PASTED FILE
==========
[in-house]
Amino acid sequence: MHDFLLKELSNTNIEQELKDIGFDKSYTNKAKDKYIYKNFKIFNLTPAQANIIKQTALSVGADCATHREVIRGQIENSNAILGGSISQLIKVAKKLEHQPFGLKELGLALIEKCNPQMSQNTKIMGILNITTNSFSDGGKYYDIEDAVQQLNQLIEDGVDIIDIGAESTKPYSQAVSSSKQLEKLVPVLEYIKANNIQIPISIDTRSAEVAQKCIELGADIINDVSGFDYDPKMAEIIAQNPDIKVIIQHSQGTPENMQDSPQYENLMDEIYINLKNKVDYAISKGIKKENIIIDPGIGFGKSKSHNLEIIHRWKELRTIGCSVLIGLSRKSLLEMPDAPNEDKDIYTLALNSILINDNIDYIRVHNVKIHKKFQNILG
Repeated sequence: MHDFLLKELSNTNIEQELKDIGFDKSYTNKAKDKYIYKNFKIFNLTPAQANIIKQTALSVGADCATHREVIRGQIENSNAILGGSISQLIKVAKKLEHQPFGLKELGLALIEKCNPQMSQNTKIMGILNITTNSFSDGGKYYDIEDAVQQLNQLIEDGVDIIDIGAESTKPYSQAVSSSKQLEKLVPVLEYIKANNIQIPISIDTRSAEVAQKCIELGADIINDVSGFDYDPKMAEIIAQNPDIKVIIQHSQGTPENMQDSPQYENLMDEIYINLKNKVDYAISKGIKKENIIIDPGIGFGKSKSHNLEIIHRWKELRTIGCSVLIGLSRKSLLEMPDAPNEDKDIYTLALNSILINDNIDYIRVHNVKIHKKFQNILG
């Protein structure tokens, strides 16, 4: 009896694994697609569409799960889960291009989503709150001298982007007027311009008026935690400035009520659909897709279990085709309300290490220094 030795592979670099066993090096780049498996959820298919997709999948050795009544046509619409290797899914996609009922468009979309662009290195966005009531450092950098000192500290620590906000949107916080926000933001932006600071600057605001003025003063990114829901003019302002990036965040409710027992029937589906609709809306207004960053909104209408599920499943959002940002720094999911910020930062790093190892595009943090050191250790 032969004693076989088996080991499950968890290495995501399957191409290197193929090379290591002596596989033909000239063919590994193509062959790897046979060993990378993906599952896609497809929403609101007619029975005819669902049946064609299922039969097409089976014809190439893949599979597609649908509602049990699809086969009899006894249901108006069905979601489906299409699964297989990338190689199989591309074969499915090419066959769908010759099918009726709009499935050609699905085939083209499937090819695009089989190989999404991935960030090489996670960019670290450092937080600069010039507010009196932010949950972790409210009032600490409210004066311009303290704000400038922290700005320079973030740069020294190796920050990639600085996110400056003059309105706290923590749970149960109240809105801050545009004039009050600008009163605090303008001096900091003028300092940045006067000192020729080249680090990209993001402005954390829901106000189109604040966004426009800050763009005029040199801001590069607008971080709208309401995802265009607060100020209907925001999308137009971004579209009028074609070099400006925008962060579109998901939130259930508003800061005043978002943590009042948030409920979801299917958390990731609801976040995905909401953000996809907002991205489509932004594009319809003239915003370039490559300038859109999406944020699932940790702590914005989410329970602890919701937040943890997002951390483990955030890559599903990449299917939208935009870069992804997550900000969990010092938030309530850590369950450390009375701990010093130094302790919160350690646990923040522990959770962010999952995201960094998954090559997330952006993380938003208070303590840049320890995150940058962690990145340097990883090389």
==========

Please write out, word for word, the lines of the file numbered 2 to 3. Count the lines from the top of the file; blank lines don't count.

Amino acid sequence: MHDFLLKELSNTNIEQELKDIGFDKSYTNKAKDKYIYKNFKIFNLTPAQANIIKQTALSVGADCATHREVIRGQIENSNAILGGSISQLIKVAKKLEHQPFGLKELGLALIEKCNPQMSQNTKIMGILNITTNSFSDGGKYYDIEDAVQQLNQLIEDGVDIIDIGAESTKPYSQAVSSSKQLEKLVPVLEYIKANNIQIPISIDTRSAEVAQKCIELGADIINDVSGFDYDPKMAEIIAQNPDIKVIIQHSQGTPENMQDSPQYENLMDEIYINLKNKVDYAISKGIKKENIIIDPGIGFGKSKSHNLEIIHRWKELRTIGCSVLIGLSRKSLLEMPDAPNEDKDIYTLALNSILINDNIDYIRVHNVKIHKKFQNILG
Repeated sequence: MHDFLLKELSNTNIEQELKDIGFDKSYTNKAKDKYIYKNFKIFNLTPAQANIIKQTALSVGADCATHREVIRGQIENSNAILGGSISQLIKVAKKLEHQPFGLKELGLALIEKCNPQMSQNTKIMGILNITTNSFSDGGKYYDIEDAVQQLNQLIEDGVDIIDIGAESTKPYSQAVSSSKQLEKLVPVLEYIKANNIQIPISIDTRSAEVAQKCIELGADIINDVSGFDYDPKMAEIIAQNPDIKVIIQHSQGTPENMQDSPQYENLMDEIYINLKNKVDYAISKGIKKENIIIDPGIGFGKSKSHNLEIIHRWKELRTIGCSVLIGLSRKSLLEMPDAPNEDKDIYTLALNSILINDNIDYIRVHNVKIHKKFQNILG